module plfa.part3.ContextualEquivalence where


open import Data.Product using (_×_; Σ; Σ-syntax; ; ∃-syntax; proj₁; proj₂)
     renaming (_,_ to ⟨_,_⟩)
open import plfa.part2.Untyped using (_⊢_; ; ; _,_; ƛ_; _—↠_)
open import plfa.part2.BigStep using (_⊢_⇓_; cbn→reduce)
open import plfa.part3.Denotational using (; _≃_; ≃-sym; ≃-trans; _iff_)
open import plfa.part3.Compositional using (Ctx; plug; compositionality)
open import plfa.part3.Soundness using (soundness)
open import plfa.part3.Adequacy using (↓→⇓)

Contextual Equivalence

The notion of contextual equivalence is an important one for programming languages because it is the sufficient condition for changing a subterm of a program while maintaining the program’s overall behavior. Two terms M and N are contextually equivalent if they can plugged into any context C and produce equivalent results. As discuss in the Denotational chapter, the result of a program in the lambda calculus is to terminate or not. We characterize termination with the reduction semantics as follows.

terminates : ∀{Γ}  (M : Γ  )  Set
terminates {Γ} M = Σ[ N  (Γ ,   ) ] (M —↠ ƛ N)

So two terms are contextually equivalent if plugging them into the same context produces two programs that either terminate or diverge together.

_≅_ : ∀{Γ}  (M N : Γ  )  Set
(_≅_ {Γ} M N) =  {C : Ctx Γ }
                 (terminates (plug C M)) iff (terminates (plug C N))

The contextual equivalence of two terms is difficult to prove directly based on the above definition because of the universal quantification of the context C. One of the main motivations for developing denotational semantics is to have an alternative way to prove contextual equivalence that instead only requires reasoning about the two terms.

Denotational equivalence implies contextual equivalence

Thankfully, the proof that denotational equality implies contextual equivalence is an easy corollary of the results that we have already established. Furthermore, the two directions of the if-and-only-if are symmetric, so we can prove one lemma and then use it twice in the theorem.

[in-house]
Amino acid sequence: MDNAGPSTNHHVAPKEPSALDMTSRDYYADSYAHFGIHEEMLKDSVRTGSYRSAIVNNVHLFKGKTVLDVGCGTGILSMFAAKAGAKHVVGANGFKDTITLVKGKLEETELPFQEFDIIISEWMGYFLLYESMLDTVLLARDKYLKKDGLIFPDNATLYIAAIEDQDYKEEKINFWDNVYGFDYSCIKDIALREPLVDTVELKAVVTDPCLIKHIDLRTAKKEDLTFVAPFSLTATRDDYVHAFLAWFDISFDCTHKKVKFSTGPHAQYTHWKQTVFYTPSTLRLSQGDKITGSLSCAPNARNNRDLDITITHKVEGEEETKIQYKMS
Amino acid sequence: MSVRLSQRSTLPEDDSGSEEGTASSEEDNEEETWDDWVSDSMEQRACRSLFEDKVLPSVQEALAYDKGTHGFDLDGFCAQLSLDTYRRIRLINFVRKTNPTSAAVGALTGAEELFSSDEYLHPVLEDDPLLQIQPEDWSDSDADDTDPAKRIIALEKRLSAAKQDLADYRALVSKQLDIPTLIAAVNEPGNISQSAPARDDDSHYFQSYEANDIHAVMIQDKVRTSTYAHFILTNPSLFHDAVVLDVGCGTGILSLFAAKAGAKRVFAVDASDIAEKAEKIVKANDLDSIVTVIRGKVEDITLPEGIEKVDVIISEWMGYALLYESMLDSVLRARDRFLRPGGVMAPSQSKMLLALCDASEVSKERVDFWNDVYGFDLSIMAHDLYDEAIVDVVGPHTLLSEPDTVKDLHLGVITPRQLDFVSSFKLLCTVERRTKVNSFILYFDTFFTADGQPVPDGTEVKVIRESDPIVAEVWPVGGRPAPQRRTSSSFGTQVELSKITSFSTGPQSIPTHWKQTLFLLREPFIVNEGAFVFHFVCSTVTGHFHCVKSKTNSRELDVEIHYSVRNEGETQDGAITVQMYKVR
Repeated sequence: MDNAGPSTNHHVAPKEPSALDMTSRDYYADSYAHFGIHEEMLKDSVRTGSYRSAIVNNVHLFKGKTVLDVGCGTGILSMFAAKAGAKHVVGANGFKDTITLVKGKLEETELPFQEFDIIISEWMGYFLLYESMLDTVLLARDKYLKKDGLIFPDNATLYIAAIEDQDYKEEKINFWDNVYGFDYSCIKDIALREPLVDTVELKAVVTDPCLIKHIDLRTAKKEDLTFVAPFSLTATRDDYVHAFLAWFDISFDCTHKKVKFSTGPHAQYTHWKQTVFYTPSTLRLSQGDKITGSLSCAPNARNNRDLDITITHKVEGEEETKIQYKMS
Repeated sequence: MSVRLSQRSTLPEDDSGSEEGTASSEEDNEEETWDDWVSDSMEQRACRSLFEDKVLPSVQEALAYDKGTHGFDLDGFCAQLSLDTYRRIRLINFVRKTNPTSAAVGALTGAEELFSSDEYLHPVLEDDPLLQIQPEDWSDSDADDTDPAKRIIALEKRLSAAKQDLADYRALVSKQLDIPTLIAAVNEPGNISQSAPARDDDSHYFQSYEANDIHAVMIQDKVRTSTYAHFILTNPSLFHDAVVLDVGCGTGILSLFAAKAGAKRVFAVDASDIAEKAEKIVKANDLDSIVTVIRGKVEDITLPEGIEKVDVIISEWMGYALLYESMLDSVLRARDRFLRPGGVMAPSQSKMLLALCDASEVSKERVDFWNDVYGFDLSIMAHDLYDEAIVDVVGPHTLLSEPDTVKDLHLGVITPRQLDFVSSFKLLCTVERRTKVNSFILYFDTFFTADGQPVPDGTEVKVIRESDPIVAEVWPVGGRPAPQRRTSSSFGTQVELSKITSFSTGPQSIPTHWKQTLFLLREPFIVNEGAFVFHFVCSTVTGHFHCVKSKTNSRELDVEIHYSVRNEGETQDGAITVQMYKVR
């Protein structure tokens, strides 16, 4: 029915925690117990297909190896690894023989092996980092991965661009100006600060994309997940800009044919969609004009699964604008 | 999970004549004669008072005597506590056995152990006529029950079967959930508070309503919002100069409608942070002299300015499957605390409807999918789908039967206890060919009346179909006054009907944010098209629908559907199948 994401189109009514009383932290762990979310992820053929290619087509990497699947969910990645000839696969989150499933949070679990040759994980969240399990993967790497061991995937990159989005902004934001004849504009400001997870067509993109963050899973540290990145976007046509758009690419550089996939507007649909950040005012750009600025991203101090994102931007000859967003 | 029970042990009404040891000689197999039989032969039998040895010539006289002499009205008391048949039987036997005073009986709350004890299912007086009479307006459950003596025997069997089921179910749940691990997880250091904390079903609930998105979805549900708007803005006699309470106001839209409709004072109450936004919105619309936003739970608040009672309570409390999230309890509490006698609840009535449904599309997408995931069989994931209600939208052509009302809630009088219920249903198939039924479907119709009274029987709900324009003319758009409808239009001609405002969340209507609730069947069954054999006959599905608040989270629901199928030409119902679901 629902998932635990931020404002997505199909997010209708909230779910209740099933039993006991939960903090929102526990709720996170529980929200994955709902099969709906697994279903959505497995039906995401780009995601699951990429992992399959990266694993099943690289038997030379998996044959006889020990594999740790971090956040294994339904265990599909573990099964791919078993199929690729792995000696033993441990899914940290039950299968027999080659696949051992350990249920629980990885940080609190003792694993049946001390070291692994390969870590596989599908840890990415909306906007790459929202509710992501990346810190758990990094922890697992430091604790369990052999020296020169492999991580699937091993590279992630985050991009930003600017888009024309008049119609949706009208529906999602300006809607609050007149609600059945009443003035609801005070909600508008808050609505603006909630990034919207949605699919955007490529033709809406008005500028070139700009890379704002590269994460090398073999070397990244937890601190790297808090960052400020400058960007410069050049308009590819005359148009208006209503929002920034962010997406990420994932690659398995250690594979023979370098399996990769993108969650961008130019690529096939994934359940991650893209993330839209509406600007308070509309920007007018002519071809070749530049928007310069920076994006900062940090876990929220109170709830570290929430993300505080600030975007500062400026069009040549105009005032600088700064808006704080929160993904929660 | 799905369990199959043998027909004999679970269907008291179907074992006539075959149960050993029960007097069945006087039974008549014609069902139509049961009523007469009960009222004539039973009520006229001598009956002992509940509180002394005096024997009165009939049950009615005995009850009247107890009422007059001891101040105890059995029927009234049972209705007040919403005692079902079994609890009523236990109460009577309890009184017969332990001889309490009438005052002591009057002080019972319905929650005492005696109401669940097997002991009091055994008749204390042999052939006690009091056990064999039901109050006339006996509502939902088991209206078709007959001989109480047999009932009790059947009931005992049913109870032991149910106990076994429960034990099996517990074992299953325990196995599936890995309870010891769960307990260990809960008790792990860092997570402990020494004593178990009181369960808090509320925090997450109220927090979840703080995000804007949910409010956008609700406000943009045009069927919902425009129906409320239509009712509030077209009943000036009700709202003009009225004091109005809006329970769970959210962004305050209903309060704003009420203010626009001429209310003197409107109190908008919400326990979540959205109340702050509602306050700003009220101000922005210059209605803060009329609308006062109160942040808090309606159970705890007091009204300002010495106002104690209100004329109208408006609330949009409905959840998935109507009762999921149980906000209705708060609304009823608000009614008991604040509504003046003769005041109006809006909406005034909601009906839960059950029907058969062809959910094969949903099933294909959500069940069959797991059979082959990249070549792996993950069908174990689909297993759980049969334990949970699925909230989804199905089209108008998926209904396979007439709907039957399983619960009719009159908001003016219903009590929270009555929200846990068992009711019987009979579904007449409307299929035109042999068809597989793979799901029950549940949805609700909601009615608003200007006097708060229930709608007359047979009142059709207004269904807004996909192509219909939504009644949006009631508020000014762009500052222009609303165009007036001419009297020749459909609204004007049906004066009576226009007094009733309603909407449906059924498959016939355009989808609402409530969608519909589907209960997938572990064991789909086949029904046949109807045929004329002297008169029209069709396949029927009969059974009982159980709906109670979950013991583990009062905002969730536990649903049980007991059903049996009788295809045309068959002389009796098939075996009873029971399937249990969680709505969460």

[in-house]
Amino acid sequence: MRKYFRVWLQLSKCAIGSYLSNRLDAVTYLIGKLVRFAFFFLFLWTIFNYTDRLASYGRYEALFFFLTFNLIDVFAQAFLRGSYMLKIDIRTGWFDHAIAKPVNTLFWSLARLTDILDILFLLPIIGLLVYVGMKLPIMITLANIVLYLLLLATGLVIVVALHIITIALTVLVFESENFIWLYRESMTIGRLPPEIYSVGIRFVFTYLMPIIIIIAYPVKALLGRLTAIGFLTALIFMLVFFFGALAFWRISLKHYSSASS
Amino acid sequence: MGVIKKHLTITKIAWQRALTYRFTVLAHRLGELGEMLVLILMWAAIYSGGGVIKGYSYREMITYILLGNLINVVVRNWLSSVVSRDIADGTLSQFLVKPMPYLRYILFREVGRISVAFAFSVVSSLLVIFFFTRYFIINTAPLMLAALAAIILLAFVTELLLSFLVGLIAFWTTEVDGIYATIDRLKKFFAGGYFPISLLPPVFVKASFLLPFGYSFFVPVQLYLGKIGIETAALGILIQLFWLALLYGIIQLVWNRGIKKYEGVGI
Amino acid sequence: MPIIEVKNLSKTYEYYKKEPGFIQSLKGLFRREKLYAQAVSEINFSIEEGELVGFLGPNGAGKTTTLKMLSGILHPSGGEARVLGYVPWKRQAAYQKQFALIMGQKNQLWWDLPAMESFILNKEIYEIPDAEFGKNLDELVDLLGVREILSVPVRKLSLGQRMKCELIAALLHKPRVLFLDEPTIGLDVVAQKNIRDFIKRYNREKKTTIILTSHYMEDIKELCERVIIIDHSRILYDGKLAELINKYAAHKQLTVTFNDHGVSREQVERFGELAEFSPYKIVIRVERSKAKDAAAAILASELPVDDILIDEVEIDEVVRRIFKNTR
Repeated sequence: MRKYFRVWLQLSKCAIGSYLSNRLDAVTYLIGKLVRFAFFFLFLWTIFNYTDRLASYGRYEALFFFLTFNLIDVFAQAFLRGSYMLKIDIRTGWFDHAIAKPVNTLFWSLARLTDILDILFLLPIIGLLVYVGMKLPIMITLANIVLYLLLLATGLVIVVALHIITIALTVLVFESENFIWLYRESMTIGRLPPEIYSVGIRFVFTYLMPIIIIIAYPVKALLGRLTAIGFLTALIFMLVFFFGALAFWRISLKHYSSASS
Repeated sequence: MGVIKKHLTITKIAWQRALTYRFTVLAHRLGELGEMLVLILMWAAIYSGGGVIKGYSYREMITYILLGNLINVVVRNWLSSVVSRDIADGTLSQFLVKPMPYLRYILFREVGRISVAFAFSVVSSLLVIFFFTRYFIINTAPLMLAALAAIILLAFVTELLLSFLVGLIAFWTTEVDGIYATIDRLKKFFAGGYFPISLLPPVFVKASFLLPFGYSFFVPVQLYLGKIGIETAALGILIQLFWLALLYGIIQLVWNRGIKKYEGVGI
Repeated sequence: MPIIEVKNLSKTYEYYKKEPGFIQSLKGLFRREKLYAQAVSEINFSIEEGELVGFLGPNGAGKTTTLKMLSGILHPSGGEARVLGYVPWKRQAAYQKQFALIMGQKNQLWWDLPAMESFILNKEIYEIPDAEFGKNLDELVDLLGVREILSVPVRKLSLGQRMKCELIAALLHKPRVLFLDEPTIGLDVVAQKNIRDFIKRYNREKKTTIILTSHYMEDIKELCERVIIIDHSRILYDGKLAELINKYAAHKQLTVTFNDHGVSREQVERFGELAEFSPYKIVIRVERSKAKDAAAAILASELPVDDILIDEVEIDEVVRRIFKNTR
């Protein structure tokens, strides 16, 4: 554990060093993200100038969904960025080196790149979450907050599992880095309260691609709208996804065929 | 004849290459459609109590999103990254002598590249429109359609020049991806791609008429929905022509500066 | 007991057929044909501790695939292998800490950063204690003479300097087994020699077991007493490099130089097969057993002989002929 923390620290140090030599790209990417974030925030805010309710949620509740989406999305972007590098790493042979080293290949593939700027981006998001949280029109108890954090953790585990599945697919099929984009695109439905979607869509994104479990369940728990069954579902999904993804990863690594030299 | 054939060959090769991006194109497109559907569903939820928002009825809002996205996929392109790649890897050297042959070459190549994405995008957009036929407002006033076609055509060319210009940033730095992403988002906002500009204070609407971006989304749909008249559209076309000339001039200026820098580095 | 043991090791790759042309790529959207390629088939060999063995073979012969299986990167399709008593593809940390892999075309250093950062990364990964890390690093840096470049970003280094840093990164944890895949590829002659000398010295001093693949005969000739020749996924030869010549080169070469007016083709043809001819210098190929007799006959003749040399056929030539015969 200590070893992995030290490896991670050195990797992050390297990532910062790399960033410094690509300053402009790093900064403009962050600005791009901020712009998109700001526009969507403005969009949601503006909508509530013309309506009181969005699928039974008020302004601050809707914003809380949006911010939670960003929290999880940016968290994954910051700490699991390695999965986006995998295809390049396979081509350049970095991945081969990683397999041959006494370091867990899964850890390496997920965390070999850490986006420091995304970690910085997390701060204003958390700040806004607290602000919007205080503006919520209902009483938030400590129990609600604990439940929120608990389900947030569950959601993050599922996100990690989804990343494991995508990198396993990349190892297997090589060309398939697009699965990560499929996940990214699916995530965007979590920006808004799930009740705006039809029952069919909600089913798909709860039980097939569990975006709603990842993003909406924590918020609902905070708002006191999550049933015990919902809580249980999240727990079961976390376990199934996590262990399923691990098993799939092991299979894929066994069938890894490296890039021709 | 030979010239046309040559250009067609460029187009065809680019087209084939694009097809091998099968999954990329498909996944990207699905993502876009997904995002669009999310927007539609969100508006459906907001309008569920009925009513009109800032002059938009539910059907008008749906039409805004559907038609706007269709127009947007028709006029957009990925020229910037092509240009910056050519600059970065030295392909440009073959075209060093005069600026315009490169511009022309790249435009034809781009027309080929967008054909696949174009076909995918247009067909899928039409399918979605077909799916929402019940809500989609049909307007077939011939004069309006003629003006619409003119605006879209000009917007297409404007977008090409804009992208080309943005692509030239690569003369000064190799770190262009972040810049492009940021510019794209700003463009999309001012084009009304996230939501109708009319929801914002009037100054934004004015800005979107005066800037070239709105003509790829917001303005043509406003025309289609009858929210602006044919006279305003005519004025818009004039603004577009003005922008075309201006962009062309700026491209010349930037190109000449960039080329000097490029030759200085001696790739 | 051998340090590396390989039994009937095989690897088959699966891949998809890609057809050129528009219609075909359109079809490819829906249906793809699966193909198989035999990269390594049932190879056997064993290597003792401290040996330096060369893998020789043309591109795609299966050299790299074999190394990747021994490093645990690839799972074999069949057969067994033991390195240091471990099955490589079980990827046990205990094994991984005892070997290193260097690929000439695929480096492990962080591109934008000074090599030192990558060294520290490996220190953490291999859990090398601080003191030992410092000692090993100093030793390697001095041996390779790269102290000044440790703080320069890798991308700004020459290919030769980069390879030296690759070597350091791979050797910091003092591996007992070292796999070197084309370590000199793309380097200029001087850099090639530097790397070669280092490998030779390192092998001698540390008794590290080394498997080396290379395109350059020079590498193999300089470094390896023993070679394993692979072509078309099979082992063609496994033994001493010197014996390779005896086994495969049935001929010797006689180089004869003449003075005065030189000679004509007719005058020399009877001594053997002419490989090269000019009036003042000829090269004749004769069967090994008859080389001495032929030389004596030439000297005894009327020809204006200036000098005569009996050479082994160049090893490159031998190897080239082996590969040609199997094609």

The lemma states that if M and N are denotationally equal and if M plugged into C terminates, then so does N plugged into C.

denot-equal-terminates : ∀{Γ} {M N : Γ  } {C : Ctx Γ }
    M   N    terminates (plug C M)
   terminates (plug C N)
denot-equal-terminates {Γ}{M}{N}{C} ℰM≃ℰN  N′ , CM—↠ƛN′  =
  let ℰCM≃ℰƛN′ = soundness CM—↠ƛN′ in
  let ℰCM≃ℰCN = compositionality{Γ = Γ}{Δ = }{C = C} ℰM≃ℰN in
  let ℰCN≃ℰƛN′ = ≃-trans (≃-sym ℰCM≃ℰCN) ℰCM≃ℰƛN′ in
    cbn→reduce (proj₂ (proj₂ (proj₂ (↓→⇓ ℰCN≃ℰƛN′))))

The proof is direct. Because plug C —↠ plug C (ƛ N′), we can apply soundness to obtain

ℰ (plug C M) ≃ ℰ (ƛ N′)

From ℰ M ≃ ℰ N, compositionality gives us

ℰ (plug C M) ≃ ℰ (plug C N).

Putting these two facts together gives us

ℰ (plug C N) ≃ ℰ (ƛ N′).

We then apply ↓→⇓ from Chapter Adequacy to deduce

∅' ⊢ plug C N ⇓ clos (ƛ N′′) δ).

Call-by-name evaluation implies reduction to a lambda abstraction, so we conclude that

terminates (plug C N).

The main theorem follows by two applications of the lemma.

denot-equal-contex-equal : ∀{Γ} {M N : Γ  }
    M   N
   M  N
denot-equal-contex-equal{Γ}{M}{N} eq {C} =
     tm  denot-equal-terminates eq tm) ,
      tn  denot-equal-terminates (≃-sym eq) tn) 


This chapter uses the following unicode:

≅  U+2245  APPROXIMATELY EQUAL TO (\~= or \cong)